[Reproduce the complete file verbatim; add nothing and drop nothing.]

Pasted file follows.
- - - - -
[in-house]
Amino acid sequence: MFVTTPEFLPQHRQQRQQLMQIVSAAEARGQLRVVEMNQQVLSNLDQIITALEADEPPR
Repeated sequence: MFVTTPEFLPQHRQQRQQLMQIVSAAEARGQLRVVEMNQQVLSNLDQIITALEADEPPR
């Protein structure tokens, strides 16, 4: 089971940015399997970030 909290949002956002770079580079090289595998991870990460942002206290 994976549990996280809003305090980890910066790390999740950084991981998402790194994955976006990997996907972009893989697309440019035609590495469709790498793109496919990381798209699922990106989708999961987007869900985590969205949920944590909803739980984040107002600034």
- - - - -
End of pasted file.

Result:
[in-house]
Amino acid sequence: MFVTTPEFLPQHRQQRQQLMQIVSAAEARGQLRVVEMNQQVLSNLDQIITALEADEPPR
Repeated sequence: MFVTTPEFLPQHRQQRQQLMQIVSAAEARGQLRVVEMNQQVLSNLDQIITALEADEPPR
């Protein structure tokens, strides 16, 4: 089971940015399997970030 909290949002956002770079580079090289595998991870990460942002206290 994976549990996280809003305090980890910066790390999740950084991981998402790194994955976006990997996907972009893989697309440019035609590495469709790498793109496919990381798209699922990106989708999961987007869900985590969205949920944590909803739980984040107002600034």